I first began filming on Gleason Ranch after I met Nancy Prebilich while working on another project several years ago. I was inspired by her story and within a few weeks I made my way up to Bodega to meet her folks (her parents, her sister Cindy, and her niece and nephews) and begin documenting their lives working the land. It was a particularly important time for me because I was looking for a way to connect with my own family’s history of farming. You see, my mom, grandmother, and great-grandparents grew up on a 3rd-generation family farm in Badger, Iowa, but, as my mother passed away in 2002, there was no way for me to ask her all the questions about her childhood that had surfaced in the past decade or so. What was it like growing up on a farm? What did it take for a family to take care of the land and the animals over the span of generations? What did it mean for them to be so closely in touch with our nation’s agricultural production? What did that feel and look like? Spending time on Gleason Ranch provided for me an opportunity to better understand my ancestry, roots, and heritage, and get a true sense of what it was like for my own family living on a ranch.

Gleason Ranch

Throughout filming, I began to gain a deeper appreciation for small farmers all across the world. It’s been difficult watching these sisters, Nancy and Cindy, struggle to earn a living, pay the bills, and maintain their own sanity amidst such intense circumstances. There is this incredible balance that the Gleason family has had to strike between sacrificing everything to hold onto their land, while at the same time maintaining positive relationships with each other.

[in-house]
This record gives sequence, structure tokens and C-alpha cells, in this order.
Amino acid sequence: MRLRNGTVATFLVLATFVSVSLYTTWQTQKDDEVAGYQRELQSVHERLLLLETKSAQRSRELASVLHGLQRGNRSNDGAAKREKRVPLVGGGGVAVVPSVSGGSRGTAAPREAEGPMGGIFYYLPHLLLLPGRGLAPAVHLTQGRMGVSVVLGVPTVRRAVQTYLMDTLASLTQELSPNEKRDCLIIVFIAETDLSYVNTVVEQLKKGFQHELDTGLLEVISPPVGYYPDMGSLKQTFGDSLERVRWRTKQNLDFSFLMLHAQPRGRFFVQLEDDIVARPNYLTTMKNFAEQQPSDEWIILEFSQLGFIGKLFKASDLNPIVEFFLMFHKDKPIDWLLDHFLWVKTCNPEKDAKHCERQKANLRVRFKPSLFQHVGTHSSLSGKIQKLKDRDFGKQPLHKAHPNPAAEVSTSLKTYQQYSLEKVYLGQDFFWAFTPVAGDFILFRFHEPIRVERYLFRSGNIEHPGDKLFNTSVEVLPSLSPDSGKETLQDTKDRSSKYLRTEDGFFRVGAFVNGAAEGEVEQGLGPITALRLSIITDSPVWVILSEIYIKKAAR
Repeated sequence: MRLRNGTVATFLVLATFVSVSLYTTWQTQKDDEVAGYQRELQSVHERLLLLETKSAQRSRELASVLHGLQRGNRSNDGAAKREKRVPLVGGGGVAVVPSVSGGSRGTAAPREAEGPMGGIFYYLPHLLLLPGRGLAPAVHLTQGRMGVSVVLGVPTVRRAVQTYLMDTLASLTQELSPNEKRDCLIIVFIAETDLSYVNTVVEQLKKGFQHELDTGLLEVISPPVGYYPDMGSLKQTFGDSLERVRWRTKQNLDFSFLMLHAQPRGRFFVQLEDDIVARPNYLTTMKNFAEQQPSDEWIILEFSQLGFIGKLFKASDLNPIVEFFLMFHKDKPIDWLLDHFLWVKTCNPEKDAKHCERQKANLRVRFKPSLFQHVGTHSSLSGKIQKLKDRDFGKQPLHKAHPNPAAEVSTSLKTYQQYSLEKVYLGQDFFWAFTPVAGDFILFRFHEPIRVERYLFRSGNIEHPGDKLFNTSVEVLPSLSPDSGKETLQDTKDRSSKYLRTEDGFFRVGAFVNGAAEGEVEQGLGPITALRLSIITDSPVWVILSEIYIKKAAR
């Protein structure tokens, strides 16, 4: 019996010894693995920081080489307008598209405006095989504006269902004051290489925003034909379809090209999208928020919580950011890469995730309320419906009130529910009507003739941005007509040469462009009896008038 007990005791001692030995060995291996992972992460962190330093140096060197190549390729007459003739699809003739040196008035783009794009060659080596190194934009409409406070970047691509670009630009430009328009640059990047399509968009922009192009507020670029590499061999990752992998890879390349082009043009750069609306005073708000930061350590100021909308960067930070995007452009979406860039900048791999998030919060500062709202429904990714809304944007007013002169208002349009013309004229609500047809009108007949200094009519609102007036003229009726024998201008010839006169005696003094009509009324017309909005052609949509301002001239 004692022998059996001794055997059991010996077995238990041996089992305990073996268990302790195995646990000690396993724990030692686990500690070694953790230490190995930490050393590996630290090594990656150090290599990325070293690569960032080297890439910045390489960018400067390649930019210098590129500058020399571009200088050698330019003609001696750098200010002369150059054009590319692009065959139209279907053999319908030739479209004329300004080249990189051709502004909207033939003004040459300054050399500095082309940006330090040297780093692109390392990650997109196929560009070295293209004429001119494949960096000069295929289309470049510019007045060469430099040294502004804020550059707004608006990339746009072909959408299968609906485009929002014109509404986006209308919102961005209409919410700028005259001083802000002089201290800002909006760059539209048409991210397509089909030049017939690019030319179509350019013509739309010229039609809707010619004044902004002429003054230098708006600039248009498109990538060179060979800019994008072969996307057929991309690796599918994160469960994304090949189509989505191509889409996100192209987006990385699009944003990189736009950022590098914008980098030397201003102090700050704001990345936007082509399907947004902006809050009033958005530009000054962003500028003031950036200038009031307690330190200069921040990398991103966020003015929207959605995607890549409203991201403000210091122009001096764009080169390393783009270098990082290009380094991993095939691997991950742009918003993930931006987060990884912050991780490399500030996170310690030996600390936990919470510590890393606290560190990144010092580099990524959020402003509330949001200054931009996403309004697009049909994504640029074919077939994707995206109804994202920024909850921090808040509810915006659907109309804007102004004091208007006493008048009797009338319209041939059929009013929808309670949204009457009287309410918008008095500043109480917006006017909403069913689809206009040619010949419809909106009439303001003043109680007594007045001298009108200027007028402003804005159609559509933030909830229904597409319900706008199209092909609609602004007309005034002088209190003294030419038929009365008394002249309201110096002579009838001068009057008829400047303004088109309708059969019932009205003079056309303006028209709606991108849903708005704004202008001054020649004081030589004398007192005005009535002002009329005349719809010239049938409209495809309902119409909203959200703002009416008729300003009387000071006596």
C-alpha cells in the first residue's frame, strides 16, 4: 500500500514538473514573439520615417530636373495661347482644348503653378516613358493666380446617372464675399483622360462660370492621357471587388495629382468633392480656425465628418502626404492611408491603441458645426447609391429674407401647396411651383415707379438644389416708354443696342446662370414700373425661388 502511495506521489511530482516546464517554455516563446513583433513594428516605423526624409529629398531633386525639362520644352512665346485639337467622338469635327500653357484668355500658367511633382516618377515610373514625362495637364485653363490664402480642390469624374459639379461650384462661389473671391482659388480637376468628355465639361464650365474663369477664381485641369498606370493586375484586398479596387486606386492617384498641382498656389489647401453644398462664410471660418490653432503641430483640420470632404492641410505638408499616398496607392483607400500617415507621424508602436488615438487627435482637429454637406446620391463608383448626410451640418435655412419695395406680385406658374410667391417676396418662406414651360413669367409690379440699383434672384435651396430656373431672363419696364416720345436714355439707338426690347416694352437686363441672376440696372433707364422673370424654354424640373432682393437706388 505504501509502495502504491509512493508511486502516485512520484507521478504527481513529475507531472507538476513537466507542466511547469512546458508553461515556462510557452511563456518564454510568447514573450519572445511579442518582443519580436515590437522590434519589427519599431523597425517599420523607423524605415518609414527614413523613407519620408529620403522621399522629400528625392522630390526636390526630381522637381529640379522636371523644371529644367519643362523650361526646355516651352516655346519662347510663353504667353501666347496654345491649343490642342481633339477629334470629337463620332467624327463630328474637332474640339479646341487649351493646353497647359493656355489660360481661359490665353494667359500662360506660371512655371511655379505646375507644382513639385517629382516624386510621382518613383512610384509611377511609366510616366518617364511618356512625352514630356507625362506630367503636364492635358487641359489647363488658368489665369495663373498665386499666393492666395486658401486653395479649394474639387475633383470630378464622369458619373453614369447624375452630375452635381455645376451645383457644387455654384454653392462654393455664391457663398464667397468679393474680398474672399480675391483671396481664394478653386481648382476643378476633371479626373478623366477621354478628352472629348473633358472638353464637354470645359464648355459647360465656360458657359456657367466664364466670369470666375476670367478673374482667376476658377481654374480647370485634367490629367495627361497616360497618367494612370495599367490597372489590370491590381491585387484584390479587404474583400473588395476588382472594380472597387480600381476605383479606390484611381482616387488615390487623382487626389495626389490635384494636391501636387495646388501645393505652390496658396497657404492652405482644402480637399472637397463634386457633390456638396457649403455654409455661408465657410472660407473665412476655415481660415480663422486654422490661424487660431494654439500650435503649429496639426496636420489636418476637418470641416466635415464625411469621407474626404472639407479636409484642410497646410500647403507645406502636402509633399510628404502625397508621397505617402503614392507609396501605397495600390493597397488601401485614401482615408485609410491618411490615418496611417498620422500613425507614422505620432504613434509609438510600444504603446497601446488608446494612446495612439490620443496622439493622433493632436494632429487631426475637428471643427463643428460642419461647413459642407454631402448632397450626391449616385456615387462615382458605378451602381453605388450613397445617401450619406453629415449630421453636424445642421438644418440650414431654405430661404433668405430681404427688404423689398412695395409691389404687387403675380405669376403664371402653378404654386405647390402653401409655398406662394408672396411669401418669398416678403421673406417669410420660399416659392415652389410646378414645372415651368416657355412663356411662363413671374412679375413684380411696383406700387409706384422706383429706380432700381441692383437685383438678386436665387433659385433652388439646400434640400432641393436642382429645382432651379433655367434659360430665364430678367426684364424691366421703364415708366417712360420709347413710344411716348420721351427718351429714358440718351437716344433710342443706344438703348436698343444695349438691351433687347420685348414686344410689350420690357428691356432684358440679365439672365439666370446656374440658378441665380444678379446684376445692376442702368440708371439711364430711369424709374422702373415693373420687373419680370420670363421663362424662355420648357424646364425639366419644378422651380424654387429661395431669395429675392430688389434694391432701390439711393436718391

Anything I could say regarding the real, down-and-dirty, in-the-mud work it takes to run a small family farm these days would be an understatement. It’s unfathomable how difficult and taxing this job is. And imagine trying to balance all of this right after the death of both parents. This is the reality that Nancy and Cindy had to deal with. This is the reality that this film delves into. And this is the beginning of a heart-moving story that I’d love to bring to you.

Protecting our environment–our land–is such an incredibly vital act, and it’s not easy in the least bit. In making this film, we hope to raise awareness of family farmers and their communities everywhere. What they do for our society is so significant to our health, sustainability, and wellbeing. Gleason Ranch has been giving back to its community for 5 generations. Our food security as a nation depends on families just like them.

These last four years documenting life on Gleason Ranch have truly been a tremendous journey. It’s been an intense and fulfilling experience, and I’m hoping to be able to share it with you.

For more information and to see how you can support our effort to finish the documentary please see our page here:

Thank you so much.

Morgan Schmidt Feng
Edited by Nicholas Carter

To learn more:

Governor Matt Mead met with several key leaders from industry and government during his trade mission to South Korea and Taiwan. Governor Mead has just returned from those visits. Both South Korea and Taiwan have potential to expand benefits to Wyoming’s top three industries, energy, tourism and agriculture. Governor Mead focused on those three areas during stops in both countries.

“South Korea and Taiwan will increase imports of coal, natural gas and uranium in the coming years. As a leading producer of those energy sources, Wyoming must continue to develop relationships with both these countries and others as well. Countries that need our energy are valuable partners in any effort to export coal, natural gas or uranium,” Governor Mead said.